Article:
-Zulaport Cutthroat is likely better than I give him credit for. I ended up trimming and eventually cutting all of them after a few games. In the matchup we played, it didn't seem like it was all that great, but I think the card itself might just be bad. I don't know for sure, but I felt like losing the element of triggering on your opponent's dying creatures was very mediocre.
-Abzan Ascendancy was slow, and you probably want a few more cheap creatures in the deck to make it great. You probably also want another sacrifice outlet, like Butcher of the Horde, to keep turning your dorks into Spirits. Abzan Ascendancy is a great card with Nantuko Husk, as it makes nearly every attack into a potential lethal one, and you're usually able to trade away one creature and the subsequent Spirit token to kill their blocker. Abzan Ascendancy makes you much stronger against sweeper effects, and even makes Dragonlord Atarka less painful, which is great for a deck featuring a ton of low-toughness creatures.
-Catacomb Sifter didn't impress me, but it wasn't exactly bad. I think that, if there is a shell for it to be good in, this would be the one. Since it didn't shine and I drew it a reasonable amount, I think it is safe to conclude that it isn't good enough. You want a ton of cheap creatures that make Abzan Ascendancy better or creatures you can put on the battlefield before you cast Nantuko Husk.
-Evolutionary Leap seems like it could potentially find its way into the maindeck (as I talk about in the video), but it mostly shines against heavy-removal strategies. Most of your creatures create an additional creature when they die, so you go "infinite" with Evolutionary Leap. It is likely too slow for the beginning of the format, but if "Abzan Good Stuff" decks keep ruling the roost, Evolutionary Leap is probably awesome.
-Bone Splinters is the real deal. It didn't see much play (if any) in the previous Standard format it was in, but that was a world where Tragic Slip existed alongside a lot of sacrifice outlets. In this world, we need a cheap removal spell to blow up Dragonlords and Rhinos. Bone Splinters also makes your Hangarback Walkers absurd since all you want to do is grow them and then find a way to sacrifice them. Bone Splinters looks really bad on paper, but it felt like the best card in the whole deck.
-Gideon, Ally of Zendikar is a glorified anthem in this deck, but he is versatile enough to deserve the heavy white splash. I think that the manabase is off a bit to support him fully, but if we end up splashing another color, we get Wooded Foothills to act as the best land possible. Evolving Wilds can also help us find all of our early basic lands, which will in turn make our dual lands great in the lategame. In this version, your lands are a bit clunky, as Shambling Vent and Sandsteppe Citadel enter the battlefield tapped, but both were necessary to make Gideon a castable card. It is shocking to me to find out that four-color manabases are consistently feeling better than three-color ones.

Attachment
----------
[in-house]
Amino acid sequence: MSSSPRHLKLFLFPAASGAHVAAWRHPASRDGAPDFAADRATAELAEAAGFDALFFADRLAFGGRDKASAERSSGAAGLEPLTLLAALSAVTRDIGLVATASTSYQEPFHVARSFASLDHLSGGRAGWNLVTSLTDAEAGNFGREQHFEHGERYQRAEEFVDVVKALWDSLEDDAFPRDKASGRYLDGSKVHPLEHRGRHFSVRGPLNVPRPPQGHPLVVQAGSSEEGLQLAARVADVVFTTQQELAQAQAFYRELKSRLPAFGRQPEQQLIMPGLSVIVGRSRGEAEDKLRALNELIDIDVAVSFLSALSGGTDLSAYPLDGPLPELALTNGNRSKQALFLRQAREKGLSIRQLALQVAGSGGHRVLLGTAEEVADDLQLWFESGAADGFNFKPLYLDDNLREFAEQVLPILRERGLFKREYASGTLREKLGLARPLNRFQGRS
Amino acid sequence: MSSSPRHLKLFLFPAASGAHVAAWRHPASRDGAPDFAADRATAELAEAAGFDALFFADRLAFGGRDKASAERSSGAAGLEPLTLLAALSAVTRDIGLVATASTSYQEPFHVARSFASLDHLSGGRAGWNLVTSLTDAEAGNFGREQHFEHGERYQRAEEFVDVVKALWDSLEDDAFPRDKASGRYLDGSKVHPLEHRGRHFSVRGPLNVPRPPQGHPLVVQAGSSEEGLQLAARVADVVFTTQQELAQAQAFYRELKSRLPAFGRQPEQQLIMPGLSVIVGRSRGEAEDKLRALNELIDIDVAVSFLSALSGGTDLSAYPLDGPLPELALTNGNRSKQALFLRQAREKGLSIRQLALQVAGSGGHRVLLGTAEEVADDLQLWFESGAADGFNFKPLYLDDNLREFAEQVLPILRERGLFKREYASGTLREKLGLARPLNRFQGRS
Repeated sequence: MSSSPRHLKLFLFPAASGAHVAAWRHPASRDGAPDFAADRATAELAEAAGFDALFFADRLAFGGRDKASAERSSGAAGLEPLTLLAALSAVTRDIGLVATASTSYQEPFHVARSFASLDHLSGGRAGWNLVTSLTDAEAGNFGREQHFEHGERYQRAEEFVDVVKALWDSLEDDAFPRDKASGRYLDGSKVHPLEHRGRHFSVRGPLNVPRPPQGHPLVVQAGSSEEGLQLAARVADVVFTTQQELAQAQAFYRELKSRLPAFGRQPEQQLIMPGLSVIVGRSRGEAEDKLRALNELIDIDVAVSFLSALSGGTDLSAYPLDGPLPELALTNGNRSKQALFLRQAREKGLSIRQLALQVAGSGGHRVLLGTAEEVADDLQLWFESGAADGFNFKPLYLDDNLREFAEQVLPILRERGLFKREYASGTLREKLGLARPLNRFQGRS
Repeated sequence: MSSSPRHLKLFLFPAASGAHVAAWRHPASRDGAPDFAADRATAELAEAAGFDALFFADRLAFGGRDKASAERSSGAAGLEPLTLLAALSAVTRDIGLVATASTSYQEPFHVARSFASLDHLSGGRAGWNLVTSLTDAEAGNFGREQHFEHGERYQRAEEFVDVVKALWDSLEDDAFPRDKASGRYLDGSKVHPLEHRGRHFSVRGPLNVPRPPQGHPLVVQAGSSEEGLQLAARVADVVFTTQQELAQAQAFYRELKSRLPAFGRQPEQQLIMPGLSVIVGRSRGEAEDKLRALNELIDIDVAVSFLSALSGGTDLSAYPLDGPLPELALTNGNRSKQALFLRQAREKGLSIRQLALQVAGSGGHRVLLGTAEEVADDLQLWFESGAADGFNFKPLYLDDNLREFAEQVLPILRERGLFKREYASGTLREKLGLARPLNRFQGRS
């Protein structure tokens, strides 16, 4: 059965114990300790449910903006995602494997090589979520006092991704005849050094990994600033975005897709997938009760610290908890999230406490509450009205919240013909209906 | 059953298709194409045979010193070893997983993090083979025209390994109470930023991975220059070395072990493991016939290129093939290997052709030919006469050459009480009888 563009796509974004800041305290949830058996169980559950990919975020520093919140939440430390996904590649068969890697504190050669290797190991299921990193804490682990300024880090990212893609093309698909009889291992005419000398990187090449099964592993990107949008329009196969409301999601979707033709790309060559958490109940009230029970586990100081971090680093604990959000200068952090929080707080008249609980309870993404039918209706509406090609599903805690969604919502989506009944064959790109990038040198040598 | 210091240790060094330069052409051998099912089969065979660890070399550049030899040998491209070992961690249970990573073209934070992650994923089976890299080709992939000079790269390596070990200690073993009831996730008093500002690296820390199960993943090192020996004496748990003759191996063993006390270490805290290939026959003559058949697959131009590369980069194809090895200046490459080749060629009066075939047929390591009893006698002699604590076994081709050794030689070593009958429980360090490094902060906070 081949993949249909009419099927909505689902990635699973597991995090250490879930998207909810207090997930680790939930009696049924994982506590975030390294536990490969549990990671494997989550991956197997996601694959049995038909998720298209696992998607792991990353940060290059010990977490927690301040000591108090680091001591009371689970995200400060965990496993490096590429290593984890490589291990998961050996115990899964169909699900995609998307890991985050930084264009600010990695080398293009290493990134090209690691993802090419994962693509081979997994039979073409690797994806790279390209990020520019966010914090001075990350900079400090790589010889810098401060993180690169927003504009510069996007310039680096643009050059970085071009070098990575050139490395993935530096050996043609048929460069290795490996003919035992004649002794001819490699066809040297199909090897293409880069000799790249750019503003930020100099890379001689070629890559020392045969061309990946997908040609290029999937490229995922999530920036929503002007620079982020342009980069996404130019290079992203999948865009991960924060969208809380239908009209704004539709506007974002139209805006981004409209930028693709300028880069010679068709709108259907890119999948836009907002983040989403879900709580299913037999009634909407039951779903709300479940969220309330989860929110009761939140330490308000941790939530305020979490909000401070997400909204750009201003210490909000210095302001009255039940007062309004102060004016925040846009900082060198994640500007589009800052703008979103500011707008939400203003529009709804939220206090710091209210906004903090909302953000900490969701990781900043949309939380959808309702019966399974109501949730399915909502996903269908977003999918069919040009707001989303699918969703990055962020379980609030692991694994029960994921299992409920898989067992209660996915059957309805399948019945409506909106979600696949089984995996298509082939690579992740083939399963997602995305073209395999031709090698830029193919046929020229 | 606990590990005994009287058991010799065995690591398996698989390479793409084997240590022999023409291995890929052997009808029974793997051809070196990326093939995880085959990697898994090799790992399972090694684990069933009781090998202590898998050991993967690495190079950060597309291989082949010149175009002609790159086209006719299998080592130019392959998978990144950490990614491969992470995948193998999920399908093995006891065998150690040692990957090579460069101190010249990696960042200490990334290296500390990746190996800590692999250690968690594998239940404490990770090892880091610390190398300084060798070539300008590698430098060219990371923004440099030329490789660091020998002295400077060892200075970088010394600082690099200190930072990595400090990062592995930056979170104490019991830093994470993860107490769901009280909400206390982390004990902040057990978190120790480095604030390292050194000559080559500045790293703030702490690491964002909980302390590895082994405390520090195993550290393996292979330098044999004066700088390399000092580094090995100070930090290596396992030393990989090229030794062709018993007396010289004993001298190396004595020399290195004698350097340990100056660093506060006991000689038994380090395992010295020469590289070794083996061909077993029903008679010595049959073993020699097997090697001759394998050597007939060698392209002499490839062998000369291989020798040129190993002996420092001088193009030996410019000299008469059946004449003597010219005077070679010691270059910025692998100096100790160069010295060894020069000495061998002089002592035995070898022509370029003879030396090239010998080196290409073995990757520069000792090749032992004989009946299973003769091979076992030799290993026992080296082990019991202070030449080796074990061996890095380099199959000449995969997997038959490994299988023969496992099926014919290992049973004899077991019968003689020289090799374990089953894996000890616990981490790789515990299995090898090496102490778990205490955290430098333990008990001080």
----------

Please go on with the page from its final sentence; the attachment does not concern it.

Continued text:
-I'm not sure if Abzan Charm is the right card for this deck, but it is certainly one of the best cards in Standard at the moment. It would be awkward not to play it. The trick with this style of deck is making sure you have enough creatures, and don't overload on removal. A few copies of Abzan Charm is likely fine, but I'm not sure if the right number is two, three, or four. If we cut Zulaport Cutthroat and Catacomb Sifter, that leaves a lot of room to work with, but those slots probably need to be creatures.
-Rally the Ancestors could be a viable card in this type of strategy. You can "burn" people out with Zulaport Cutthroat and Nantuko Husk, but the major problem here is that we don't have a way to give those creatures haste without Mogis's Marauder. It is possible that the value-centric version of Rally the Ancestors is great, featuring Merciless Executioner, Fleshbag Marauder, and Liliana, Heretical Healer. But if you're playing those cards, I'm not sure you want to be playing the rest of the Aristocrats shell. I also have no idea how to build this kind of deck.
One mechanic that I want to reexamine is landfall. The creatures look worse than Plated Geopede and Steppe Lynx at first glance, but maybe they're still good enough. After playing some with the landfall creatures, I noticed that you wanted to hit your land drop almost every single turn (shocker, I know). Most aggressive decks don't want to do that because flooding is a real issue. So how do we mitigate that?
Cards like Savage Knuckleblade could be an easy splash in a Naya build since you already want to play a ton of fetchlands and possibly even Evolving Wilds. Wilds was a staple in the old-school R/W Landfall decks, and I don't think it will be any different here. The major difference between the current version and the older versions is that we could stumble on our mana early if we play too many Battle lands. With Evolving Wilds and fetchlands, it isn't hard to have enough basic lands to make the Battle lands enter the battlefield untapped, but you rarely want to draw a Battle land in the first two turns.